Homeschool ADD and ADHD

homeschool ADD/ADHDAs a classroom teacher for many years, I saw how difficult it was for the ADD/ADHD child to thrive in a typical class setting. Often disheartened by constant poor grades, these children seem to simply become the class “distraction” and their education begins to take a back seat in just trying to make them behave.

Homeschooling is actually the optimum place for a child with ADD or ADHD. In the homeschool setting they have more freedom to achieve within their own “learning style.” I’ve seen frustrated children blossom within the framework of  a homeschool designed to meet their needs. It’s best to spend some time with the child to determine his/her strengths. Then develop your homeschool to play to those strengths.

1) Many homeschool ADD/ADHD students are tactile learners. This means that they like to use all their senses when learning. They typically will learn well when a new concept involves many types of sensory learning. You can accomplish this by doing science experiments, using letter tiles to learn the alphabet, incorporating unifix cubes into your math learning, and even acting out scenes from history.

2)Some ADD/ADHD learners are auditory learners, but this is rather rare. If this is the case listening skills are what they thrive on. Homeschoolers can use audio books, recorded lessons, allowing students to record study facts and then replay, read alouds are great, as well as recitation of different facts.

3)Finally, some ADD/ADHD learners can be visual learners. This means that they love to SEE what they are learning. Infographics are a great way to spell out information that you want to get across to the visual learner. Other methods to help the visual learner include using flashcards, drawings, written instructions, demonstrations, pictures, graphs, charts, videos, puzzles, and games.

Homeschool Sports and Special Needs

homeschool sportsAs homeschoolers, we often forgo aspects of learning for our children that we just can’t find solutions for. For many of us those things include sports, special education opportunities, and even fine arts. Yet, with a little intensive search those things can be readily available for most homeschoolers.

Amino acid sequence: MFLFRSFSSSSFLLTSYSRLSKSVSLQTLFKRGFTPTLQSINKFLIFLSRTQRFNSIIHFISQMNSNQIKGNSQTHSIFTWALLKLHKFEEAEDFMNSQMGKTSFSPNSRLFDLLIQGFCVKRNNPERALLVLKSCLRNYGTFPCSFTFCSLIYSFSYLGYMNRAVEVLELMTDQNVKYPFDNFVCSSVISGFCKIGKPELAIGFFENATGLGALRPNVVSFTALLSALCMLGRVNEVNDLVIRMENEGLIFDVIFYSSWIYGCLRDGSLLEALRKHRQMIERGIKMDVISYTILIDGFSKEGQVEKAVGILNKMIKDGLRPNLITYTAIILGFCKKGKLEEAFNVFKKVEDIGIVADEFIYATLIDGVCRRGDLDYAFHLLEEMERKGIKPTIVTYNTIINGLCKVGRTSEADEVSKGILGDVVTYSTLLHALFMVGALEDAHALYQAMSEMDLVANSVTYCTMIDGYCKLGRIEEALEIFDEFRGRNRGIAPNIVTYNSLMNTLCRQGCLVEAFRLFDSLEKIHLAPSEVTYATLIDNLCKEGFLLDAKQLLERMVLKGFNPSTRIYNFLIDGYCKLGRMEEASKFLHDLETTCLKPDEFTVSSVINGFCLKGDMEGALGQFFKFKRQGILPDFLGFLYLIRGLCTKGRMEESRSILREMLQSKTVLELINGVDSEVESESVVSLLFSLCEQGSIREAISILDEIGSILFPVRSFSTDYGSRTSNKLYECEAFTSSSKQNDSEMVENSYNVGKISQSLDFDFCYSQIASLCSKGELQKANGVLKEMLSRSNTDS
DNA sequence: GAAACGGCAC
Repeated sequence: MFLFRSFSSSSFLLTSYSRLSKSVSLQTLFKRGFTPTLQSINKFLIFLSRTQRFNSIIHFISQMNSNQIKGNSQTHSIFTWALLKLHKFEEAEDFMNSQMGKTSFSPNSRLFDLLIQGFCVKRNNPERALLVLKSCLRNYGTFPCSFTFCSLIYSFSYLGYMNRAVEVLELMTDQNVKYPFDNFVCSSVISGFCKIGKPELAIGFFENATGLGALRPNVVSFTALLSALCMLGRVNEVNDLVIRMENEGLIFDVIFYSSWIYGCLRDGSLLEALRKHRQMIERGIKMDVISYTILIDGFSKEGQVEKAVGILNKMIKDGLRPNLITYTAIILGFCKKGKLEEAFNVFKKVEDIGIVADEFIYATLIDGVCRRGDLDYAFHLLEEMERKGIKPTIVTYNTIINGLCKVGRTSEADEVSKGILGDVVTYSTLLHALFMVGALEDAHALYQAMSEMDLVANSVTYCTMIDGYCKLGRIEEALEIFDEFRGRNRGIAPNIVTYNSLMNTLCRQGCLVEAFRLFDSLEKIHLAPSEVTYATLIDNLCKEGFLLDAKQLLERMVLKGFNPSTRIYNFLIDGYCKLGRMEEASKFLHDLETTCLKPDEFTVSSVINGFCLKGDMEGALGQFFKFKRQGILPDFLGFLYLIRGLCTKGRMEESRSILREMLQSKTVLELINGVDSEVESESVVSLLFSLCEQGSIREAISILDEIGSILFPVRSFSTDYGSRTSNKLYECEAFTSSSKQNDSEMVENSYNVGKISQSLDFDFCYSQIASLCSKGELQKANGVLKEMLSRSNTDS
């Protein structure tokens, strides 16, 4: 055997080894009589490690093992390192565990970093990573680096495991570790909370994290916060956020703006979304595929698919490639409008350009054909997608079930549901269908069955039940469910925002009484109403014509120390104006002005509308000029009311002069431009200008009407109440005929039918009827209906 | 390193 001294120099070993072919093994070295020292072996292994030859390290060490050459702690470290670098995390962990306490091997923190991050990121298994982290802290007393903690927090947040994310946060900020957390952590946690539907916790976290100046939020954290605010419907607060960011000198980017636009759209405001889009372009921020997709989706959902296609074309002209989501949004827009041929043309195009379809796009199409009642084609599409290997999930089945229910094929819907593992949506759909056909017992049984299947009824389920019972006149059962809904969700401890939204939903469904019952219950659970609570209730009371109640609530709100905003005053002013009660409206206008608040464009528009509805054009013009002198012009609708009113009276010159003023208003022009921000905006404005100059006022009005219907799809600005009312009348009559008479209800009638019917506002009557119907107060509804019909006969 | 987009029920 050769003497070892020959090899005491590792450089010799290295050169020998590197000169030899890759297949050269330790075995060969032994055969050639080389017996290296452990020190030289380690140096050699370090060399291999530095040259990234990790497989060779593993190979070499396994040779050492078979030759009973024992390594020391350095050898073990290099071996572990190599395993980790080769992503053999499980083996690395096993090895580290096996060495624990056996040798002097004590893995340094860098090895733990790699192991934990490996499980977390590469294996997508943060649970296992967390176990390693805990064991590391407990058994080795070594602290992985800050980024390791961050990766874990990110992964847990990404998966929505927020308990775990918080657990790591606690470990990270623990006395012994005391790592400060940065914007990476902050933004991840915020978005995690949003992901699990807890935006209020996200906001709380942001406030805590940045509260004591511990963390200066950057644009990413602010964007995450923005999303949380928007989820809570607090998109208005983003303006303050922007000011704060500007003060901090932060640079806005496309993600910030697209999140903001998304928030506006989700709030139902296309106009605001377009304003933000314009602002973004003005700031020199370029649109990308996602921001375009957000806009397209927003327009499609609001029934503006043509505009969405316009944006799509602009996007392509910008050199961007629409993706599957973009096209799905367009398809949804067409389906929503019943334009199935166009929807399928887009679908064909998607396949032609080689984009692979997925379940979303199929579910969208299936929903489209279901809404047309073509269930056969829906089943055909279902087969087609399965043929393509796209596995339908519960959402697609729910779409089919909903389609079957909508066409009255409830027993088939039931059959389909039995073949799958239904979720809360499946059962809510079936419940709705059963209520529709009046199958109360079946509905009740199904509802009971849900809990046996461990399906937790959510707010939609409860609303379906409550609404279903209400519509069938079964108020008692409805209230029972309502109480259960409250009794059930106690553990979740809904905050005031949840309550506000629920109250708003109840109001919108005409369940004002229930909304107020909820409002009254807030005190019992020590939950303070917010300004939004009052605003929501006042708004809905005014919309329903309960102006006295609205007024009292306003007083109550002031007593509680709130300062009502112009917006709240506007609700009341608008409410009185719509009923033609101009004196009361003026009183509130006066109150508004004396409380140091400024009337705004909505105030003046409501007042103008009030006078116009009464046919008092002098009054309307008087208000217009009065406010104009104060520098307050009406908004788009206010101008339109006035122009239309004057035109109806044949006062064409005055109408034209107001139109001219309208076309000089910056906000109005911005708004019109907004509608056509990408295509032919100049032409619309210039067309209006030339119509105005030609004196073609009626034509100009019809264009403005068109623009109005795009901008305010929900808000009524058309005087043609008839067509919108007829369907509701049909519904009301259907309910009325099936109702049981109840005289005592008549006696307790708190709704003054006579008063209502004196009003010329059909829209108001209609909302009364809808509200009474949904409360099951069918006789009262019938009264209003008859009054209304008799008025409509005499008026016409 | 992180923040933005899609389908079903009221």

For elementary and high school aged children sports is often an important aspect of learning. Through sports children can learn how to function within a team, how to deal with tough spots, and how to understand that winning isn’t everything. Yet, in many cases homeschoolers have difficulty finding ways to get their kids involved in quality sports teams. Like special education, there are programs out there just for homeschoolers that can have lasting benefits. The only problem is that most of us have no idea where to look for these special programs for our homeschooled children.

Good news, I have recently found a site that is all things homeschool sports. In fact, it even has a great team locator that you can use to find a team offering organized homeschool sports in your local area. They even have homeschool sports news, newsletters, and information about college sports.

For special education needs, there are many informational sites out there are great resources. There are also some special curriculum offerings that make for superior learning opportunities for our special needs learning children.

Like most things that I have found in homeschooling, there is usually a solution to most of the issues that I’ve come across. Sometimes, I just have to look hard to find what I need. So, as you homeschool your dear ones, don’t give up when you come to a cross roads. Just take time to find a solution. It always makes the learning and experience that much more special.